News

International Women's Day event focuses on young women most-at-risk

Tracy Parish

06 March, 2019

News chloe and team 1 510 x 230 iwd

A lighter moment after the event. (L-R) Dr Cassandra Wright, Dr Alisa Pedrana, Gigi Shorten, Chloe Bryce Shorten, Emma Shorten and Dr Megan Lim.

Investing in Young Women Most-At-Risk was the key theme of our International Women’s Day event which attracted a bumper turnout of supporters of Burnet’s work in Young People’s Health.

Thank you to our keynote speaker, Victoria’s Principal Commissioner for Children and Young People, Ms Liana Buchanan, our emcee Professor Caroline Homer AO, and the supporters who attended and gave generously to our special IWD campaign.

Burnet’s ‘Investing in Vulnerable Young Women’ campaign aims to raise $40,000 to progress our research projects addressing key health issues, empowerment and opportunity. You can help by making a gift today.

#invest2empower

Investing in Young Women Most-At-Risk

Keynote speaker, Victoria’s Principal Commissioner for Children and Young People, Ms Liana Buchanan, delivered a stirring speech highlighting the many challenges facing young women in Victoria, especially those most-at-risk and vulnerable.

“For me International Women’s Day serves a dual purpose – it’s a day to celebrate how far we have come and often painfully slow progress towards ending gender inequality … to recognise shifts like particularly here in Victoria where we have recognised not only the extent of family violence but … that family violence at its height is about gender inequality,” Commissioner Buchanan said.

Below is an excerpt of some of her key messages that we will also post as a video ahead of IWD on 8 March.

“It’s a day to recognise the strength and resilience of women across this state and the world, and to recognise their contributions, often achieved against the odds,“ Commissioner Buchanan said.

“There is still much work to be done to achieve gender equity. Efforts to truly tackle family violence, sexual assault, sexual harassment and the objectification of women and girls.

“As a children’s commissioner I need to focus on girls in this state most-at-risk. Their experiences are often invisible and we need to highlight the issues they face.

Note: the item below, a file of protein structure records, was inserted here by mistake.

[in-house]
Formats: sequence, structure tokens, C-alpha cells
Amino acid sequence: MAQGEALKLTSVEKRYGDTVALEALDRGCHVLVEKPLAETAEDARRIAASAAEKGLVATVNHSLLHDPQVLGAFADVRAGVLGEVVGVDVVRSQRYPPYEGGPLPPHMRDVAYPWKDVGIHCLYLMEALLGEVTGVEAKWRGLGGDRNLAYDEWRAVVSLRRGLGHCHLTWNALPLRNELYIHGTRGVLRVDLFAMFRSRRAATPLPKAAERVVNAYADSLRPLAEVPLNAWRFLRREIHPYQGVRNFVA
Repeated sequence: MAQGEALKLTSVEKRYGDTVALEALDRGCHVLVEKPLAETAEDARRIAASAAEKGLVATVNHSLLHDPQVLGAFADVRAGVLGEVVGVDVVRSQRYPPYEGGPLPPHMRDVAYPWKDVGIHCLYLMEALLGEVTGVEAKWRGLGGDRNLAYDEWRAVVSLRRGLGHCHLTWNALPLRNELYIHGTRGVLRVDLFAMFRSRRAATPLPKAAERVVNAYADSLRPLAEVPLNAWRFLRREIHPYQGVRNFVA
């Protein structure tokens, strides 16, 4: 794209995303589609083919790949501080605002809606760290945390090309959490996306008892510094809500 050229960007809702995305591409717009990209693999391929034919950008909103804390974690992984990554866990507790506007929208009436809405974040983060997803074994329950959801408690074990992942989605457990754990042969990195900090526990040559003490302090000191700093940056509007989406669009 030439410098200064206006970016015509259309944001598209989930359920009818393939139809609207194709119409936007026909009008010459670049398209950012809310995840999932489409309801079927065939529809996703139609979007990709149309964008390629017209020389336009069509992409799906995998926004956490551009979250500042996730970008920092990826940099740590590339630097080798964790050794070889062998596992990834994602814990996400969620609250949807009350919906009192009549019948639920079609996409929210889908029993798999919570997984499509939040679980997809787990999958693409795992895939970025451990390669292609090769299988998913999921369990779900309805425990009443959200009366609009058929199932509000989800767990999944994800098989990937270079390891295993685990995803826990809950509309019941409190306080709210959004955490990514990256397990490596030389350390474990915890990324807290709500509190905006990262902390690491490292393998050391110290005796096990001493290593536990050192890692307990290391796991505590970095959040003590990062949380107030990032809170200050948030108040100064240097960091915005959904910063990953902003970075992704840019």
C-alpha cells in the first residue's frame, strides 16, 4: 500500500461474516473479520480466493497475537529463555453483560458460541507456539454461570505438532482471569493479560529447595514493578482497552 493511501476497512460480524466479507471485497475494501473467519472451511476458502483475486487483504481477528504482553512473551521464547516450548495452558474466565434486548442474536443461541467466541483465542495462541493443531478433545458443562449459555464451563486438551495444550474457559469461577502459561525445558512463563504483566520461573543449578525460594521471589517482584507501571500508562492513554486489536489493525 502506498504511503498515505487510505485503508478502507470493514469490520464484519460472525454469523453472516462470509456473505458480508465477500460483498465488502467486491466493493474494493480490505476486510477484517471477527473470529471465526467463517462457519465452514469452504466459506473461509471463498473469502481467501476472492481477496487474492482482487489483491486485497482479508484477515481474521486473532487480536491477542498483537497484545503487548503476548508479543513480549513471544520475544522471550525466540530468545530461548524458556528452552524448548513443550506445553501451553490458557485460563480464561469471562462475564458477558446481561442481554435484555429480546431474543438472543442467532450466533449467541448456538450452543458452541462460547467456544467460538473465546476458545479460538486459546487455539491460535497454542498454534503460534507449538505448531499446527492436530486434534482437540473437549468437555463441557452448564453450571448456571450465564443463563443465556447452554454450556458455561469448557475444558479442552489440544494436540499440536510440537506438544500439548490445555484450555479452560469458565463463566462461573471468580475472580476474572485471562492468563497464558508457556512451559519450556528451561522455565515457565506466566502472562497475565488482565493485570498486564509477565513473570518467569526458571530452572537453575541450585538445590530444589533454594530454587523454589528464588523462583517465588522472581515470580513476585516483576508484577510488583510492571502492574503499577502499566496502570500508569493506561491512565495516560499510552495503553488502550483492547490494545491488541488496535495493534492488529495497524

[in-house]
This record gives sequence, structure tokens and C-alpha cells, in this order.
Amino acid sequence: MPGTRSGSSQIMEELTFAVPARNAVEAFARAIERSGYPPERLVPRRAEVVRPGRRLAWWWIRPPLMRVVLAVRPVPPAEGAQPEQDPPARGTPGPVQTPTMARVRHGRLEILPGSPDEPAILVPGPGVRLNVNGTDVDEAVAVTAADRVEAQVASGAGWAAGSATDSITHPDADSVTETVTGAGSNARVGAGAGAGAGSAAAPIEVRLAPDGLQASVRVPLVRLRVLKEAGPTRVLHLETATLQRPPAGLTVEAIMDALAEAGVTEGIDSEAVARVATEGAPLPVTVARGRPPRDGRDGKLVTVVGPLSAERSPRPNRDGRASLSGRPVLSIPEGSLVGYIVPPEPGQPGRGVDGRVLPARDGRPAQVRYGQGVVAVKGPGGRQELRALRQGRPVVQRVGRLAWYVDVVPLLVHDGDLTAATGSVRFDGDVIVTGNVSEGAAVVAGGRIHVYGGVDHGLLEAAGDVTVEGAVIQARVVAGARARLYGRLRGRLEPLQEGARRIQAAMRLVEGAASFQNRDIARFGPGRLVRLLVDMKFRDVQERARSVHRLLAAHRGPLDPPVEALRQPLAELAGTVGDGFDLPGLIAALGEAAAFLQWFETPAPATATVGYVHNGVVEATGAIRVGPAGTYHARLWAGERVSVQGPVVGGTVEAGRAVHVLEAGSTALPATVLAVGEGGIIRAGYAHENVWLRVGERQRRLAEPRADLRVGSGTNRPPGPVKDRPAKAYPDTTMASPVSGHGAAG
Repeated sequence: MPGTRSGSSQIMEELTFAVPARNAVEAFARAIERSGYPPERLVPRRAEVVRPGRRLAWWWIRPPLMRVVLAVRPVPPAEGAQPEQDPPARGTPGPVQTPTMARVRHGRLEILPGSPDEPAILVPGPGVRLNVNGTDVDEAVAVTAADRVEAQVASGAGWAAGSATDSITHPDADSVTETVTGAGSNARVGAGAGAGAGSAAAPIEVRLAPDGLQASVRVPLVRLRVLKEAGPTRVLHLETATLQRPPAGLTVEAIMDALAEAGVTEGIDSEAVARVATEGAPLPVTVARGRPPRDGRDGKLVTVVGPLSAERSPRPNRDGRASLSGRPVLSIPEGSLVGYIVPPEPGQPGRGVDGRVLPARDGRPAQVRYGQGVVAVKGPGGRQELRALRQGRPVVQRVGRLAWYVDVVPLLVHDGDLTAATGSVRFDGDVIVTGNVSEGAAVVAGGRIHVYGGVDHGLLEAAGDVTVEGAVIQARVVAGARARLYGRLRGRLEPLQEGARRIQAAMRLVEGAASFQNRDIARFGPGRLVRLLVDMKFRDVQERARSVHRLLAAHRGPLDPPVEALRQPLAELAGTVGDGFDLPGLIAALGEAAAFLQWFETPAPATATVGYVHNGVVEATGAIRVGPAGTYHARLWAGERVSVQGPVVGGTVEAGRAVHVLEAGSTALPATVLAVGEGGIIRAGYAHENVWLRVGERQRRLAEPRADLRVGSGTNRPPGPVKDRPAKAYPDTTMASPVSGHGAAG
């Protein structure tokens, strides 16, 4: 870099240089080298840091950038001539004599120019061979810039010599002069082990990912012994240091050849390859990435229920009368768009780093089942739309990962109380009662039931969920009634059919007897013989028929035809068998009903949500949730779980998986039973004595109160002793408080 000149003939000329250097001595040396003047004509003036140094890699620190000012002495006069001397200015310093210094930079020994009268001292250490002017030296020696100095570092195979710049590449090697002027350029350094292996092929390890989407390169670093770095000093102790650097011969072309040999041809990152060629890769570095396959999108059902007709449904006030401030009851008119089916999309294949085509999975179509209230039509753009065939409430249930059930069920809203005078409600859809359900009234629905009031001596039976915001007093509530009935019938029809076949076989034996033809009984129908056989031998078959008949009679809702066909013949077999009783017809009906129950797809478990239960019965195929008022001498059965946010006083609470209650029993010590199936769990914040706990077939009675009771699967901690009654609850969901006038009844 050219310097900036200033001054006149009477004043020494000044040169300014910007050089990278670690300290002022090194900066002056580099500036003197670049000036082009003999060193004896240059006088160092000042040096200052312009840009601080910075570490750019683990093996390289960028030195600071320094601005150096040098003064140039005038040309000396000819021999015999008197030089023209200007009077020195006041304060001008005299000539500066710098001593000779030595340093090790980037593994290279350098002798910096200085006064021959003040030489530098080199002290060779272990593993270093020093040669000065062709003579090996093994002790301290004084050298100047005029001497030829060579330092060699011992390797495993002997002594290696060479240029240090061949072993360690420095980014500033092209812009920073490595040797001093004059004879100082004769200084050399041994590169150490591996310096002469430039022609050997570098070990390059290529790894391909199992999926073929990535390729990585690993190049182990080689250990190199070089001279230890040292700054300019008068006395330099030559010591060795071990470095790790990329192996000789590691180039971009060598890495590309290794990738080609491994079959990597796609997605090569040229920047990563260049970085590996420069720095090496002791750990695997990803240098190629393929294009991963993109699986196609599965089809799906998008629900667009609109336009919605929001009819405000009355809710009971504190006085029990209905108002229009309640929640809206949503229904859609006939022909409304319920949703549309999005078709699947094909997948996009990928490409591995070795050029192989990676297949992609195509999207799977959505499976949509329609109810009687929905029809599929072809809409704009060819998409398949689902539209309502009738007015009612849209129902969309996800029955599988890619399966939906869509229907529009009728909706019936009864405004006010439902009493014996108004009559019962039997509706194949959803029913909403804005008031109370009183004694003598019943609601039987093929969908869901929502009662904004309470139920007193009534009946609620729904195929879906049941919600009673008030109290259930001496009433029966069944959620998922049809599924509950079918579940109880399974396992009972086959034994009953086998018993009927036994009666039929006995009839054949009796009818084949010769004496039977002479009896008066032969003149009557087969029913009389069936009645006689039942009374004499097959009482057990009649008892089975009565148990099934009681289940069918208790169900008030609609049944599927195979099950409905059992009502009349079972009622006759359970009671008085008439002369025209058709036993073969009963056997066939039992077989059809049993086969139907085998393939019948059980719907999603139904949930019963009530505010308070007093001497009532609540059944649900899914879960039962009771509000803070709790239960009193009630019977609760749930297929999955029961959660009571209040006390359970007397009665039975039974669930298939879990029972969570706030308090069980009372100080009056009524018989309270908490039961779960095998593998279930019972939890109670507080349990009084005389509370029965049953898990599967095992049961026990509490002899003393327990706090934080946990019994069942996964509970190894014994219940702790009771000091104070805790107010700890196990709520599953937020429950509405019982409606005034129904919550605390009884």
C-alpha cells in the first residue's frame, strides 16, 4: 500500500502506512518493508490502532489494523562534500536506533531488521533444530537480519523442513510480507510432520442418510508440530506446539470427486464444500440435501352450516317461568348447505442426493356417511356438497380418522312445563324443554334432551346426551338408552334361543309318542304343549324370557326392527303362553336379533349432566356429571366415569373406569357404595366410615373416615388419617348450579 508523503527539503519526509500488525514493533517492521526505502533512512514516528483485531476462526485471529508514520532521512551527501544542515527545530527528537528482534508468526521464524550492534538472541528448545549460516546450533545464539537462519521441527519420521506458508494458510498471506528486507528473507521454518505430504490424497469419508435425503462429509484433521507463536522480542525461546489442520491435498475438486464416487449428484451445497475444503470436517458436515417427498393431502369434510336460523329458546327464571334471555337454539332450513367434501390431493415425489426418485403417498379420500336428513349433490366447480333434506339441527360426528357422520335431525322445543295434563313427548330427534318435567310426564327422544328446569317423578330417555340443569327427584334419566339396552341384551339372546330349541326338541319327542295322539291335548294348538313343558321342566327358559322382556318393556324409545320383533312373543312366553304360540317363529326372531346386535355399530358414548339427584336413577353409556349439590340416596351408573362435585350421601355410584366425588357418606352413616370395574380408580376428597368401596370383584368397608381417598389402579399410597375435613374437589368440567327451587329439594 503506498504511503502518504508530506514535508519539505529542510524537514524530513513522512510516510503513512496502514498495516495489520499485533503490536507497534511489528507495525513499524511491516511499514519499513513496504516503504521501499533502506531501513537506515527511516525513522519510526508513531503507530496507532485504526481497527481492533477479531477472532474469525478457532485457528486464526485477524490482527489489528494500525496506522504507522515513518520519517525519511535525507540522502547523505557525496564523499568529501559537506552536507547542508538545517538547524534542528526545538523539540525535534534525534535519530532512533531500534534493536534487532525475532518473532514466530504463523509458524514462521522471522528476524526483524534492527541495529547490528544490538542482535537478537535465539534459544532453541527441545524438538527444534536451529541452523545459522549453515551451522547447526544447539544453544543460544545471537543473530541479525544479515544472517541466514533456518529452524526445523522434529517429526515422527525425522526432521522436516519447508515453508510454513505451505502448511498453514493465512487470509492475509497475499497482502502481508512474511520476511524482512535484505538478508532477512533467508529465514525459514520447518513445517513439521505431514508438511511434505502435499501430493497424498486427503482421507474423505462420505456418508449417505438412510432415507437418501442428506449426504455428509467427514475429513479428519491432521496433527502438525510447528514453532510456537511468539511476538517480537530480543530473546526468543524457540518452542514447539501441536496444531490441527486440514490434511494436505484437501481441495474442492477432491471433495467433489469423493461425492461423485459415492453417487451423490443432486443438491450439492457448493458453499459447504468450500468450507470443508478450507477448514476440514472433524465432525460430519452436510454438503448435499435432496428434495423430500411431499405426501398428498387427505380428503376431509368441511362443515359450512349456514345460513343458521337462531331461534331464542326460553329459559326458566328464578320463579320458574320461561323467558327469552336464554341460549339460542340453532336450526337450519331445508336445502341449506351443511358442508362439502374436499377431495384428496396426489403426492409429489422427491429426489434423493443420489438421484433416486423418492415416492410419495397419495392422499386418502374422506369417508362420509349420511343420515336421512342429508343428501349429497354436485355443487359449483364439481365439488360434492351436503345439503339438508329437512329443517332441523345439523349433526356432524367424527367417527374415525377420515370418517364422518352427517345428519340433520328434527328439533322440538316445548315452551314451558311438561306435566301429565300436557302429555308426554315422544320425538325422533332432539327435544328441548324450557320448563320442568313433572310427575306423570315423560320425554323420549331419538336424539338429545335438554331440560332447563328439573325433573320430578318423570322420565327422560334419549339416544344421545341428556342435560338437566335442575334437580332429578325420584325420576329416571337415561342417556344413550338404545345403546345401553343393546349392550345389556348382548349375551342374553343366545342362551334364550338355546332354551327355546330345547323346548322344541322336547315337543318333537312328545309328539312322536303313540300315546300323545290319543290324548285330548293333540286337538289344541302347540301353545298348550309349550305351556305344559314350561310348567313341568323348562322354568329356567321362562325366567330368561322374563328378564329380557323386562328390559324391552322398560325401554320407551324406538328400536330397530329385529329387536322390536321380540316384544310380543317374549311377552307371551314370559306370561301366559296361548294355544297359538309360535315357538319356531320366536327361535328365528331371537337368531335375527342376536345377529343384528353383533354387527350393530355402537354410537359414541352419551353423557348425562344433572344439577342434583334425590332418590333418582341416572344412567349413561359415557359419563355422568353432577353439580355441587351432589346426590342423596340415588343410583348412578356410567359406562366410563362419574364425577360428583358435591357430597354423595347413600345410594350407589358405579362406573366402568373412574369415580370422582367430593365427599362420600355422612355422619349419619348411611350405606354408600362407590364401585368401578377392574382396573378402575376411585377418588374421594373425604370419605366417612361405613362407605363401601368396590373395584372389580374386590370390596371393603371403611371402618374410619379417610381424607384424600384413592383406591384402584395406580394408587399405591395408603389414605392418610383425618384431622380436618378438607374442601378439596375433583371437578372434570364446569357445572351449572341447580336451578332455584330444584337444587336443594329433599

“I had no idea how limited our systems were to cope with some of the issues facing young children when I can into this role.

“We need to lift the lid on sexual violence in the home and also pay tribute to girls who survive the unimaginable to create a life.

“We see young girls in the care system who have experienced significant family violence but little counselling. They often struggle to access services.

“Where sexual abuse is suspected we need to do much better. Girls are 20-70 times more likely to commit suicide in these cases.

“Girls with adverse childhood trauma and experiences will have unwanted pregnancies and other risk issues.

“So what do we need to do better? We need to shift investment to early intervention especially where children are exposed to harm.”

(L-R) Professor Caroline Homer AO, Associate Professor Helen Evans, Professor Margaret Hellard AM, Ms Liana Buchanan, Dr Elissa Kennedy, Ms Chloe Bryce Shorten and Dr Megan Lim.

Why Burnet cares about Young People’s Health research?

“Major changes in their lives and risk behaviour will happen in young people. It’s important to measure the impact via research,” Burnet Institute Deputy Director and a key Young People’s Health researcher, Professor Margaret Hellard AM told guests at the annual International Women’s Day luncheon at Burnet.

Research underway at Burnet

Head of Burnet’s Young People’s Health Working Group, Dr Megan Lim highlighted the groundbreaking research her team has been involved in since 2005.

“Back in 2005 we started the Sex, Drugs and Rock ‘n Roll research study asking young people about a range of health issues affecting their life,” Dr Lim said.

“Emerging influences impacting young women’s health such as social media, pornography, sexting, alcohol and drugs.

“Our research is mainly aimed at 15-29 year olds, and that 14-year span is really important because that’s the timeframe when they transition from young girls to adult women and are most at-risk of poor sexual health, poor mental health, initiation of drugs and alcohol risk, and bullying.

“Social media has had a major impact on young women so its important to have evidence-based research to inform policy,” Dr Lim said.

Image: Lady Anna Cowen, a wonderful supporter of Burnet’s work.

Image: A bumper turnout for Burnet’s IWD 2019 luncheon enjoyed the interactive activity where they were tested on the surprising findings of our young people’s health research.

Find out more about Burnet’s Young People’s Health work.

International Women’s Day was honoured for the first time in Austria, Denmark, Germany and Switzerland on 19 March 1911, and the day is marked around the world on 8 March.

Contact Details

For more information in relation to this news article, please contact:

Doctor Megan SC Lim

Deputy Program Director, Behaviours and Health Risks; Preventive Health Research Fellow

Telephone

+61385062403

Email

megan.lim@burnet.edu.au

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